Contrary to what one might think, I stopped at mile 108 because I felt like I'd completed what I came to Tahoe to complete.  My body felt good, really darn good for that many miles.  I can't explain it and it defies my usual idea of "completion," but I had the most amazing journey.  I remember two things very clearly. The first was the moment I turned a corner to see Lake Aloha in its glory--- the most beautiful sight I've EVER seen on trail, and I have seen some amazing things.  I saw a silver mountain of rock made up of sharp metallic blades and pure blue water to a crystal blue sky with round rocks clean as polished dinnerware bubbling up from the lake. I have never before stopped in such awe and in my surprise I uttered, "Ohhhh!" 

The second moment came when I was suffering greatly from stomach pain in the latter part of the first day, so much so that I was retching, unable to eat, and I heard the telltale rattle.  Stopped in my tracks, I gazed on a frozen rattle snake, it's head turned to me, it's tongue the only part that moved in and out to the sound of my breath.  At that moment I realized that I wasn't so bad off after all.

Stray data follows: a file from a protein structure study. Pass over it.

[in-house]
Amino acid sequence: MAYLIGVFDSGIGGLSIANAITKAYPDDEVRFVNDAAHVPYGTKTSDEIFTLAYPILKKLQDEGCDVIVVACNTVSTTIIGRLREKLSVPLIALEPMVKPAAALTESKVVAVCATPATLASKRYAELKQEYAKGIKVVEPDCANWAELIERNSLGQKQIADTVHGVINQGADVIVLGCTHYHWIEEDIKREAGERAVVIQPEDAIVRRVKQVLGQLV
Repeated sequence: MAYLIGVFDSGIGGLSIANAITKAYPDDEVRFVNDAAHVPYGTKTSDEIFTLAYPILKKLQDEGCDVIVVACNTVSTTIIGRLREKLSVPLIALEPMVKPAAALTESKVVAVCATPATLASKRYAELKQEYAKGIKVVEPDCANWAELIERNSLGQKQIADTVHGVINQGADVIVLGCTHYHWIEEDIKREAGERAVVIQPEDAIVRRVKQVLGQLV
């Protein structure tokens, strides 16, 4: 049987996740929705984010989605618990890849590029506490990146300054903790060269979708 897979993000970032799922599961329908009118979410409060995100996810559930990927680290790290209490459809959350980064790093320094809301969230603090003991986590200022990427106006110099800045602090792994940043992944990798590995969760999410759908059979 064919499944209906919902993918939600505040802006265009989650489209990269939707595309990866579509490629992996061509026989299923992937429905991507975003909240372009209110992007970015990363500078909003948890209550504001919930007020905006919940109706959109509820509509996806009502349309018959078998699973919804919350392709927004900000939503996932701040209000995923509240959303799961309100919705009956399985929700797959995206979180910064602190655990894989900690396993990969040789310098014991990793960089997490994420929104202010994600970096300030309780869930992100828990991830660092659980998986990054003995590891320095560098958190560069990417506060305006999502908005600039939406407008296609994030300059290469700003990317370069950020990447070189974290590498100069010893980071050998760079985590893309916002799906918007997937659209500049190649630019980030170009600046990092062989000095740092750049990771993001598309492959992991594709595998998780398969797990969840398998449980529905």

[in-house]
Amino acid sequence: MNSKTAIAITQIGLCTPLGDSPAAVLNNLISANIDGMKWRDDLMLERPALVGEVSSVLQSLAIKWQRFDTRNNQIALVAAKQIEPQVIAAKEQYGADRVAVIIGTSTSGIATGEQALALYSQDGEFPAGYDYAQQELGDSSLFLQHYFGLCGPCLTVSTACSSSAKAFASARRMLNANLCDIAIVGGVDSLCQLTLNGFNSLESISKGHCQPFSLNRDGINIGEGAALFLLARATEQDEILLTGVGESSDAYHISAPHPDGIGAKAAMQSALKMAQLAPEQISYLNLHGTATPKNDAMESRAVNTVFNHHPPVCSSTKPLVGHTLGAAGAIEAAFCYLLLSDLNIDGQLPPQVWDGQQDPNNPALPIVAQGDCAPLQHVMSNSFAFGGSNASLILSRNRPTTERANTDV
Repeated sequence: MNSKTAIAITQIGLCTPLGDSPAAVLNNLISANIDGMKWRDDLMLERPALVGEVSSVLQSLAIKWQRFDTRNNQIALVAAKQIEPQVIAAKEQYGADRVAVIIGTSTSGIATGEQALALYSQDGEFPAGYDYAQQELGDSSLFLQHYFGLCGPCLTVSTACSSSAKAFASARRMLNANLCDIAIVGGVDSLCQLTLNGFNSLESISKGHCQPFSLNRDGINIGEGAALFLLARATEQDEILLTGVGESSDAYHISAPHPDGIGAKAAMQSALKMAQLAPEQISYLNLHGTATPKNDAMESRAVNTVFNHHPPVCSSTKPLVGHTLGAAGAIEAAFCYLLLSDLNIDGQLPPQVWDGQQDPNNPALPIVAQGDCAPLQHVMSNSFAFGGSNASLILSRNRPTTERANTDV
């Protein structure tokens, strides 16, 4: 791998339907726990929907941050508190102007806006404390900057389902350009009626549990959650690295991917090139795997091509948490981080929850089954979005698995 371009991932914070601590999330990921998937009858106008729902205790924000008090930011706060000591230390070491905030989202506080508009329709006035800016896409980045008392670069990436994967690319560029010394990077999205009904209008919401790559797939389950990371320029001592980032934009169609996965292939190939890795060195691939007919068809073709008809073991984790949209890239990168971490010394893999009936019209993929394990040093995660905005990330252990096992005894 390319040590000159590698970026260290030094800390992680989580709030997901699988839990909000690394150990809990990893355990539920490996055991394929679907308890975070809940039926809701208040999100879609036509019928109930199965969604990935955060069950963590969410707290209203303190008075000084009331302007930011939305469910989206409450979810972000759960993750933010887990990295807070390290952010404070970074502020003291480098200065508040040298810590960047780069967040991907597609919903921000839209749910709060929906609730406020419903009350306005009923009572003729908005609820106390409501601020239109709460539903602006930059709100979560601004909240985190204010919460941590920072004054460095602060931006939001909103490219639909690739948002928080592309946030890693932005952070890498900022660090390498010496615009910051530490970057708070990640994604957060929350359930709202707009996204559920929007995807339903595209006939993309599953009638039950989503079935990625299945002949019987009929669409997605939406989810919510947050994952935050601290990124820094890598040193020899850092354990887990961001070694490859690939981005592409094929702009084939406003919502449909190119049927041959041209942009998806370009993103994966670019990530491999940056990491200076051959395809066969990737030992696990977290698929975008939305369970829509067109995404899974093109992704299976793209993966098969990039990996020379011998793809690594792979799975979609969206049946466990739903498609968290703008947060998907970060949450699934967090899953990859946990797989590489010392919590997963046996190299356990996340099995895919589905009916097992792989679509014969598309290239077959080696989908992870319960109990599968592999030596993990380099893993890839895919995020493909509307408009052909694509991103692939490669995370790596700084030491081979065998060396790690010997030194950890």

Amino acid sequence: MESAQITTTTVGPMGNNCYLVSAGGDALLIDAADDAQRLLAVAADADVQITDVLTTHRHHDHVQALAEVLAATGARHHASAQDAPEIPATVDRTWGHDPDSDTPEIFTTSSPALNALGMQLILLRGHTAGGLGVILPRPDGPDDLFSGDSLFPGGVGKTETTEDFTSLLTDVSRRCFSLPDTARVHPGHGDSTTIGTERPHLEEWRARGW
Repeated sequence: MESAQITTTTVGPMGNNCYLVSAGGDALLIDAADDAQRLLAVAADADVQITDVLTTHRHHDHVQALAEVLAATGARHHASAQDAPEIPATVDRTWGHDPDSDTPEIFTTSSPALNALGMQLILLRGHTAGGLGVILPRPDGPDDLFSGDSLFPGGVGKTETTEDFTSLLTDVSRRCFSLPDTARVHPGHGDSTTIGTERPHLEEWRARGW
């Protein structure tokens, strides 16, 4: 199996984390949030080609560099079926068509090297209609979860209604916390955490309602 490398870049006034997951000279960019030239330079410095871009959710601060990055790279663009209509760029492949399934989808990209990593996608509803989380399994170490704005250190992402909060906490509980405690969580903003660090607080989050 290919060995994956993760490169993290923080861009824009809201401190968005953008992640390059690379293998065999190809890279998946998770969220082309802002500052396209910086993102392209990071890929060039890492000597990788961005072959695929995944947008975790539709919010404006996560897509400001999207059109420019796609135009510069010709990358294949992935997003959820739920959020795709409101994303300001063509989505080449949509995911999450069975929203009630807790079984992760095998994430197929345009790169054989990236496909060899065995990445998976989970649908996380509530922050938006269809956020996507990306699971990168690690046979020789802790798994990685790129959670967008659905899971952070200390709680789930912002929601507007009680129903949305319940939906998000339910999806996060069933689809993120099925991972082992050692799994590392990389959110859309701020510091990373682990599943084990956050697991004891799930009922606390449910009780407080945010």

I'm not sure what's next for me, but while running I realized that what I thought was important really wasn't important.  I had a bit of an existential crisis. I lost interest in setting a record even though I was still on course to break it.  My adventure and its "goal" had changed.  I no longer wished to receive praise or to uplift my ego through my running, instead I wanted to run for myself.  For my very own adventure.  My mind rebelled from finishing times, records, ridiculous FKTs.  My body still felt good at mile 108.  I could hardly believe it.  The answer to "can I do the 170 mile TRT?" was answered for me in a  resounding yes!  How could I feel so good and be done?  The answer for me was another question: Why not stop when I feel good?

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